Wednesday, January 21, 2015

Rolf Binder Hanisch Shiraz

The Hanisch is Rolf Binder's flagship wine. It comes from the vineyard behind the winery. The unusual features are that four different soil types run through this block, which tends to give this wine a lot of complexity.

The 2005 Rolf Binder Hanisch is a full-bodied, if not full-blooded wine. It is quite dense on the palate, yet lush and smooth at the same time. A wall of black fruit hits the palate immediately, with plum, blackberry and cherry characteristics. This is a ripe wine, but not overripe. Some alcohol is noticeable on the finish, which itself is not very distinctive. This wine is about the mouthfeel on the front- and mid-palate. It is a wine which for a European focussed wine drinker would be right on the boundary in relation to its richness and ripeness, but for an Australian Shiraz or American Cabernet drinker would sit nicely in the middle of their experiences. It is well crafted.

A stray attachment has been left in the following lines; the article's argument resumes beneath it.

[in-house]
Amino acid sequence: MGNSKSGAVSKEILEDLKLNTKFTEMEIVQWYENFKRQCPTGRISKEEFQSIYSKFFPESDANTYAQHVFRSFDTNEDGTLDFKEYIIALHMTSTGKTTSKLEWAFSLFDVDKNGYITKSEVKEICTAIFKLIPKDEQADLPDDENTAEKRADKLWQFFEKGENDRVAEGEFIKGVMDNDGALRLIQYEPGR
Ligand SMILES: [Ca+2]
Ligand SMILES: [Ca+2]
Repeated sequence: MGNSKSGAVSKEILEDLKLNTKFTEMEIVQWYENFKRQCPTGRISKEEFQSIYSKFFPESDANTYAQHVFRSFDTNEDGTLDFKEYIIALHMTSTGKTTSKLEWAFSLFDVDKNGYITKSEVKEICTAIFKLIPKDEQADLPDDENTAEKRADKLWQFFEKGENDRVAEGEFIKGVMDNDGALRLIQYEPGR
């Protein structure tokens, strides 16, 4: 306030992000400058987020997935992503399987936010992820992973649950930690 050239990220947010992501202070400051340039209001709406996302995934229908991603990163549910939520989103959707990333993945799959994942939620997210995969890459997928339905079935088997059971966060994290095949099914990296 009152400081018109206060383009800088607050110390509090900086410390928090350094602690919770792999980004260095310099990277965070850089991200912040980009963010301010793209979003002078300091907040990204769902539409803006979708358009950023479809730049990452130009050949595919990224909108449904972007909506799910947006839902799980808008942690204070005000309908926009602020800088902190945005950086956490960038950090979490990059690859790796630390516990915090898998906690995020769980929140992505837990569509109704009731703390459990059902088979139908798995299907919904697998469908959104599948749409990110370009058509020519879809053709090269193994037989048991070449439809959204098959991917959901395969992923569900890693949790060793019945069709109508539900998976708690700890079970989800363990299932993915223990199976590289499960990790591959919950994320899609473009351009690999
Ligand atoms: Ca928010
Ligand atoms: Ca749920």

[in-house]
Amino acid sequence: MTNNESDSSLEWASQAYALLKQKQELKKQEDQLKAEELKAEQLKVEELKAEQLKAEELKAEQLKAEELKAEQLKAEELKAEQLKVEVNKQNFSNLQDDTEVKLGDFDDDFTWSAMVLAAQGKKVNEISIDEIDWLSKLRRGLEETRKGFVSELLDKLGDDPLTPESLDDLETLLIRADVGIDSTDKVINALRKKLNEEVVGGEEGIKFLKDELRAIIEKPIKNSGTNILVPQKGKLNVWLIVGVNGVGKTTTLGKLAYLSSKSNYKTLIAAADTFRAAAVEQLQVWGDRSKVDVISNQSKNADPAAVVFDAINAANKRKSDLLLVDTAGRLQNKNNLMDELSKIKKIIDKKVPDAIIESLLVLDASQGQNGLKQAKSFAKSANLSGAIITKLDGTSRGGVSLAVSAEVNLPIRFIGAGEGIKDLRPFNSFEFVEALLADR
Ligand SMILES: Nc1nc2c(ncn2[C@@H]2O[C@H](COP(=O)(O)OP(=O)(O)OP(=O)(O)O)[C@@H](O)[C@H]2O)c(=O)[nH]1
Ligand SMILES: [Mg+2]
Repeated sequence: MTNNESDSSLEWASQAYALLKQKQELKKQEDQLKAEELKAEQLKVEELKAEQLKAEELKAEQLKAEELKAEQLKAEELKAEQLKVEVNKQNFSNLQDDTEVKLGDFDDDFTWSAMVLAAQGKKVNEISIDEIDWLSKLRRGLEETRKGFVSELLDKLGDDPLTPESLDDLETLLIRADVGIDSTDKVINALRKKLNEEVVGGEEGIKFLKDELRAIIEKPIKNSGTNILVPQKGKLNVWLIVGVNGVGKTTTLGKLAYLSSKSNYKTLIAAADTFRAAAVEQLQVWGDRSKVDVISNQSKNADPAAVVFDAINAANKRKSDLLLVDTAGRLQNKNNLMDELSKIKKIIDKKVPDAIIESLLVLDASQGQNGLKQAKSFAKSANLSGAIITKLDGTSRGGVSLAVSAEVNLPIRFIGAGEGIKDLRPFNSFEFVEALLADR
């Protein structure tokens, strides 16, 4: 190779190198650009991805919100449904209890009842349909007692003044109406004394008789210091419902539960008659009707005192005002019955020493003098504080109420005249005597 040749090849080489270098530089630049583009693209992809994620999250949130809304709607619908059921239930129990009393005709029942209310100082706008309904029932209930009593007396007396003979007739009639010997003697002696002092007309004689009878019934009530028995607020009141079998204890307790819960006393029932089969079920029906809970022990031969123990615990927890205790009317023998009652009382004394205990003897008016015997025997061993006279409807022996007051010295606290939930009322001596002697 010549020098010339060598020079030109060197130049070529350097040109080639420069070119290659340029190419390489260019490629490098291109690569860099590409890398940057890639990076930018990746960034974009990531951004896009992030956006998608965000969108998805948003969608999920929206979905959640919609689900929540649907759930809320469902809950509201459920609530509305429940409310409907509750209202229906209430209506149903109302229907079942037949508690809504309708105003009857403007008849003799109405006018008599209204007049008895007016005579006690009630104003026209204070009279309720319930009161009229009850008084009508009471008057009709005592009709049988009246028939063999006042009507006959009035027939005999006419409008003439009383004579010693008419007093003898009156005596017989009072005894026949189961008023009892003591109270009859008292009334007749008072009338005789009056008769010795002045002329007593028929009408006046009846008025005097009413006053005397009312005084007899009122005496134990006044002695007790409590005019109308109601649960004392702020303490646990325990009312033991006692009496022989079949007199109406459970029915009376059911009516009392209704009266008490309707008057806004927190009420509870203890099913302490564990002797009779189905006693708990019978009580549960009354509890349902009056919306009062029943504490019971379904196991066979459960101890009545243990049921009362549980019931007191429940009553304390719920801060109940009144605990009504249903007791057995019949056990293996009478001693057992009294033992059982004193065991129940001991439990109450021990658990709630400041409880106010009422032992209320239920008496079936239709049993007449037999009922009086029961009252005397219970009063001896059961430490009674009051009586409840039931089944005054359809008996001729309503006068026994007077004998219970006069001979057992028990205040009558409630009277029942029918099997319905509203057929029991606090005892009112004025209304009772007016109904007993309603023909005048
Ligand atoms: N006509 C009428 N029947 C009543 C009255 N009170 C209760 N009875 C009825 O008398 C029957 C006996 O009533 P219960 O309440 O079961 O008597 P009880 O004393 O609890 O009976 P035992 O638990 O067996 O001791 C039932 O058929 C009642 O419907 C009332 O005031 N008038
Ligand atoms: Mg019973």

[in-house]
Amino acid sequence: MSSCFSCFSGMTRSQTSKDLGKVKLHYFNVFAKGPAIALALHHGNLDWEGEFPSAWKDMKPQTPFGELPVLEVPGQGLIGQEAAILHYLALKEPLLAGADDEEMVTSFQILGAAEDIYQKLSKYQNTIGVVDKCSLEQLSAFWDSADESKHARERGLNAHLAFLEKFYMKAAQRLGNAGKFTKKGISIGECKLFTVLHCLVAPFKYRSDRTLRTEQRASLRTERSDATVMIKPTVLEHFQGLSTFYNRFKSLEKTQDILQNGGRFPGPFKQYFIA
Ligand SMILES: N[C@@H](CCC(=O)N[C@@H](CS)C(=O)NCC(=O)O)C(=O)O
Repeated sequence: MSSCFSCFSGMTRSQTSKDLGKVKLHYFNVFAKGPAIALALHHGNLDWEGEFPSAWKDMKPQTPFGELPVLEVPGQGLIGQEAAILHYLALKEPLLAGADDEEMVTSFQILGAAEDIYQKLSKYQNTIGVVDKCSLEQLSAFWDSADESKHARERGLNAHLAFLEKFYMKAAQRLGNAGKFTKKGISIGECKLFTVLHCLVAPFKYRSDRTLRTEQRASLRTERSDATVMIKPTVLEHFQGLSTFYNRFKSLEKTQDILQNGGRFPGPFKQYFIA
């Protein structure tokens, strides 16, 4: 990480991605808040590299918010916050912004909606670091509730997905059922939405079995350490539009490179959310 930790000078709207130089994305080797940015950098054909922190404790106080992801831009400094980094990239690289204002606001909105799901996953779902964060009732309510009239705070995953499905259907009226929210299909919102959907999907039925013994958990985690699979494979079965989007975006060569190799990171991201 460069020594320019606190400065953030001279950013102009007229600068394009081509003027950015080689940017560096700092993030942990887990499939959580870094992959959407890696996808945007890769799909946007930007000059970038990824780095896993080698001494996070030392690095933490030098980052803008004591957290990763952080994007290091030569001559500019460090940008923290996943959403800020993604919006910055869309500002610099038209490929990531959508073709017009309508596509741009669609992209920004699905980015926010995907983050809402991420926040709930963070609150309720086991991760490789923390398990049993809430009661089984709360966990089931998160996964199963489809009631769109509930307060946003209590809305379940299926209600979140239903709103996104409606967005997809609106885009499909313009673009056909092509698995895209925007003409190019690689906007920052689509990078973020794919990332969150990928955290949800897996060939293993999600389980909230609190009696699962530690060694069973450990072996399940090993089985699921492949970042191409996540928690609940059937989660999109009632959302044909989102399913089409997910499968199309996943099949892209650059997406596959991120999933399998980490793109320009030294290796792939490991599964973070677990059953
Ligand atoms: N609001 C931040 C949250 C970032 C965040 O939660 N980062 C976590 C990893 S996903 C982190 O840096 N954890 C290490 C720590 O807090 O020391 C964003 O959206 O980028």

The wine, at 10 years, is still fresh and fruit focussed. It will easily drink very well for another five years.

Score: 94/++


kr1 said...

Just a thought, with the older wines I find it is harder to id what the alcohol %ge is unless the winery has kept archived tasting notes. If you could include that, it would be a great service.

Hanisch seems to tread that fine line between lushness and overly rich. The 2009 is not much different based on your notes; it feels constructed but very enjoyable.

Was definitely a 2 day wine with fruit fading on the last glass.

I often wonder how good it would be if the quality of Barossa fruit was backed up by a slightly lighter extraction on the fruit and getting more used american oak in the mix.

Alontin said...

Thank you for your interesting thoughts.The noted alcohol on this wine was 14.5%. I am a bit reluctant to quote alcohol levels every time, because they are not very accurate, and also, some wines can take 15% very well, and others can't. However, I will do so occasionally.

In relation to your last comments: the 2012s of Head Brunette, the John Duval wines, and Spinifex, Bete Noir are examples of earlier picking and/or lighter extraction. These are terrific wines. A good example of used American oak is Penfolds St. Henri. The 2010 is amazing, and sold out in days.